I have recently begun to really enjoy Edward Sharpe and the Magnetic Zeros (watch those e’s people). Interestingly, I have gotten into their song “Home” which is actually from 2009 and is included in this Tiny Desk Concert.
There is no Edward Sharpe. Sharpe is the alter ego of singer Alex Ebert. Ebert and Jade Castrinos form the core of this expansive ensemble. There are ten people in the band making this the largest (and judging from their appearance, smelliest) Tiny Desk Concert to happen yet. There are a few guitars, accordion, bongos, drums, keyboards and lots and lots of singing
Everyone seems very happy in the band, especially Castrinos, whose bliss is either delightful or disturbing to watch here.
“Janglin'” opens with the whole lot of them bopping along to the janglin song. Alex Ebert has a folky, husky voice. There’s lots of shouted “heys” and a fun, nearly-bass vocal section where they all sing “Mag-ne-tic-zeros.” “Home” is a wonderful song with a catchy whistle and a fun horn section. The catchiness of the chorus is undeniable. And this live version is infectious. The final song, “40 Day Daydream” is a big rambling piece. There’s a moment near the end that allows Ebert to sing unaccompanied and you can hear that his voice is quite nice.
I always enjoy seeing performers having fun and it’s clear that these Zeros are doing just that.
[READ: January 3, 2014] Judy Blume and Lena Dunham In Conversation
I considered the idea of writing only about tiny books in February. (I have a number of tiny books that have come along recently and I thought February would be a good time to read them all). Of course, it’s already the 11th, so there goes that. But I can still do some, right?
So this little book (6.5 x 4.5 inches, 77 pages) is the full (and enhanced) interview with Judy Blume and Lena Dunham. The excerpted version appeared in the January 2014 issue of The Believer. For this book we have the full interview (I assume) and the authors were given a chance to add comments to the interview afterward.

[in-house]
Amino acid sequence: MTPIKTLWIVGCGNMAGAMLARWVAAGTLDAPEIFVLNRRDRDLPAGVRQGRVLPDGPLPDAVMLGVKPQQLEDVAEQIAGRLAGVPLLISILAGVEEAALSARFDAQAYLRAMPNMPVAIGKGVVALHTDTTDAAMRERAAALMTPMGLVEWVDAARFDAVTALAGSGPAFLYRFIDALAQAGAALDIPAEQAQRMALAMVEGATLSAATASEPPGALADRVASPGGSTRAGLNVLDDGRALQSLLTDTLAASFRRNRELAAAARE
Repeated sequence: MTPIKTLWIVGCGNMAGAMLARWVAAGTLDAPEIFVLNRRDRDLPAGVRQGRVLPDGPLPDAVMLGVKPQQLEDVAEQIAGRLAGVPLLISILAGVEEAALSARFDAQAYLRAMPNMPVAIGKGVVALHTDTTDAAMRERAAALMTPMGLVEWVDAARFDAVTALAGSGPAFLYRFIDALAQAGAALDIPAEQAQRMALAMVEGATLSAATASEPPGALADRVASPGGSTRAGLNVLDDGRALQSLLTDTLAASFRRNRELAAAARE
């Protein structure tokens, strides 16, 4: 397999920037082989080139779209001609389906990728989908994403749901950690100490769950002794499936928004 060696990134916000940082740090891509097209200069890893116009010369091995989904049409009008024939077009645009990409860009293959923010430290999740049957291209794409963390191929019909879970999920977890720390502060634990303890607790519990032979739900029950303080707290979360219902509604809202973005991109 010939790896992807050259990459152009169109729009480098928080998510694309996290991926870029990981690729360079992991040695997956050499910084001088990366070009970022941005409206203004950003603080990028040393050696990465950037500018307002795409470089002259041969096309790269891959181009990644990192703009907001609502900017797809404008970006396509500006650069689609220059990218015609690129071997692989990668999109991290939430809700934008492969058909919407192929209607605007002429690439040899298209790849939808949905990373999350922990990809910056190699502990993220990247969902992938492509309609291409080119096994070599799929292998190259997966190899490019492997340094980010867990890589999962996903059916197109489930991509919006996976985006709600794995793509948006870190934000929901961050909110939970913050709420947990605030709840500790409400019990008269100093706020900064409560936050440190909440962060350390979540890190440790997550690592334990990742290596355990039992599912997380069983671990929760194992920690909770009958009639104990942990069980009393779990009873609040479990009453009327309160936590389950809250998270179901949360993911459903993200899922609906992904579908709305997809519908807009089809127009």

What we get here is Dunham, more or less a fangirl of Judy Blume, talking to her idol. But Dunham is not just fawning, she is direct and inquisitive and they seem to hit it off immediately, which makes for a great interview. Blume talks about her phobias (thunder, loud noises). And their fear of the blank page. And we also learn of Blume’s writing and daily routines (which are very different from Dunham’s).
My favorite part was hearing about Blume as a kid making up books and doing “book reports” on them in class. She never got caught and always got As.
Dunham admits to being a precocious reader–she read Lolita at age nine because she knew it was an “adult” book–although she admits she didn’t get it at all. (Since I posted about Dunham just the other day I have a bit more insight into her and this seems entirely plausible). She also read Blume’s teenage books when she was younger than intended. Blume says there was no YA or tween category then, and that most of her books are pre-teen. But she is delighted that Dunham read those books so young. She feels that children should read whatever they want. If they have questions they’ll ask, if they don’t ask it probably went over their heads.
They talk about Summer Sisters, a book I don’t know at all, and young women exploring their sexuality. Dunham says that at sleepovers when she was a teen, girls would explore their sexuality with each other–that’s what the code “sleepover” meant–and she was made uncomfortable by this corrosion of their safe, friend space. Blume is totally surprised that girls do this now since it was so secretive when she was younger. And both wish there was more heavy petting and dry humping than actual contact for kids–Blume says “it’s very satisfying and not as scary.”
This interview is very enjoyable and gave me more respect for Dunham and more appreciation for Blume. I’ve always liked Judy Blume (I mean, who doesn’t), although since I was never a girl, I don’t think I read her as much as I might have. I feel like I read Are You There, God, but maybe it’s just so iconic that I know it without having read it. Clark has just started getting into the Fudge books, so maybe there will be a Blume Renaissance in our house.